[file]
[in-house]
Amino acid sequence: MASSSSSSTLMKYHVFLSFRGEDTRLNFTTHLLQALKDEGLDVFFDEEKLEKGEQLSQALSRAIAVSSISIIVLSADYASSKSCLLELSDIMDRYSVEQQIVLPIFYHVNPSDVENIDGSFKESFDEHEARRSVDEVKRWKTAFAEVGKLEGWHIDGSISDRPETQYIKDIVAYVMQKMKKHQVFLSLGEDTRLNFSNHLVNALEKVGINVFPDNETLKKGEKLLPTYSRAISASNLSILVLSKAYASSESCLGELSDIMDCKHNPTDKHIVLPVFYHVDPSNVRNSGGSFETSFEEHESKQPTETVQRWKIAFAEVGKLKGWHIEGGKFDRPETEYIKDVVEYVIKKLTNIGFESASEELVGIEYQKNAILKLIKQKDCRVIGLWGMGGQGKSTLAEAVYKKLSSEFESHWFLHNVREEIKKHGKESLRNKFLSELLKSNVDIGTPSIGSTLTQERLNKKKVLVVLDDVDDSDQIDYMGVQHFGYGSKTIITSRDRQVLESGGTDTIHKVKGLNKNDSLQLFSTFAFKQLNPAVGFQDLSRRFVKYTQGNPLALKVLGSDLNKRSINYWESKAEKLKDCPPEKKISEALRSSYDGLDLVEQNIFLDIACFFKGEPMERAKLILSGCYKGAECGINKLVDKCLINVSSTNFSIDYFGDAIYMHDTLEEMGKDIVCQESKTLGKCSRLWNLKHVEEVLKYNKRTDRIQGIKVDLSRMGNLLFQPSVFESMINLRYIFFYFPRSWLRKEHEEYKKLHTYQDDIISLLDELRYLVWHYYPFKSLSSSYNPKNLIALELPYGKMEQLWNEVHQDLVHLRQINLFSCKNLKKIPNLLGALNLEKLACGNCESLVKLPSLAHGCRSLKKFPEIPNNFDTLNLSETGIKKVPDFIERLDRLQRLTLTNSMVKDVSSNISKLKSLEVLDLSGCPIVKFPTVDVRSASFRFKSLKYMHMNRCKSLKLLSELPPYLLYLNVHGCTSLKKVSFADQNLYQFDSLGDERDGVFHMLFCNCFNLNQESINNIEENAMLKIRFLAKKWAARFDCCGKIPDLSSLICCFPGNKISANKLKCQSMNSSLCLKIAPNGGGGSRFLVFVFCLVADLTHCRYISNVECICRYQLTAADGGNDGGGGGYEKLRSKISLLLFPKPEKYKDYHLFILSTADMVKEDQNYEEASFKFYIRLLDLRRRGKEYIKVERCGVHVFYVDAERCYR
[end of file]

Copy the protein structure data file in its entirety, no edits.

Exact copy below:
[in-house]
Amino acid sequence: MASSSSSSTLMKYHVFLSFRGEDTRLNFTTHLLQALKDEGLDVFFDEEKLEKGEQLSQALSRAIAVSSISIIVLSADYASSKSCLLELSDIMDRYSVEQQIVLPIFYHVNPSDVENIDGSFKESFDEHEARRSVDEVKRWKTAFAEVGKLEGWHIDGSISDRPETQYIKDIVAYVMQKMKKHQVFLSLGEDTRLNFSNHLVNALEKVGINVFPDNETLKKGEKLLPTYSRAISASNLSILVLSKAYASSESCLGELSDIMDCKHNPTDKHIVLPVFYHVDPSNVRNSGGSFETSFEEHESKQPTETVQRWKIAFAEVGKLKGWHIEGGKFDRPETEYIKDVVEYVIKKLTNIGFESASEELVGIEYQKNAILKLIKQKDCRVIGLWGMGGQGKSTLAEAVYKKLSSEFESHWFLHNVREEIKKHGKESLRNKFLSELLKSNVDIGTPSIGSTLTQERLNKKKVLVVLDDVDDSDQIDYMGVQHFGYGSKTIITSRDRQVLESGGTDTIHKVKGLNKNDSLQLFSTFAFKQLNPAVGFQDLSRRFVKYTQGNPLALKVLGSDLNKRSINYWESKAEKLKDCPPEKKISEALRSSYDGLDLVEQNIFLDIACFFKGEPMERAKLILSGCYKGAECGINKLVDKCLINVSSTNFSIDYFGDAIYMHDTLEEMGKDIVCQESKTLGKCSRLWNLKHVEEVLKYNKRTDRIQGIKVDLSRMGNLLFQPSVFESMINLRYIFFYFPRSWLRKEHEEYKKLHTYQDDIISLLDELRYLVWHYYPFKSLSSSYNPKNLIALELPYGKMEQLWNEVHQDLVHLRQINLFSCKNLKKIPNLLGALNLEKLACGNCESLVKLPSLAHGCRSLKKFPEIPNNFDTLNLSETGIKKVPDFIERLDRLQRLTLTNSMVKDVSSNISKLKSLEVLDLSGCPIVKFPTVDVRSASFRFKSLKYMHMNRCKSLKLLSELPPYLLYLNVHGCTSLKKVSFADQNLYQFDSLGDERDGVFHMLFCNCFNLNQESINNIEENAMLKIRFLAKKWAARFDCCGKIPDLSSLICCFPGNKISANKLKCQSMNSSLCLKIAPNGGGGSRFLVFVFCLVADLTHCRYISNVECICRYQLTAADGGNDGGGGGYEKLRSKISLLLFPKPEKYKDYHLFILSTADMVKEDQNYEEASFKFYIRLLDLRRRGKEYIKVERCGVHVFYVDAERCYR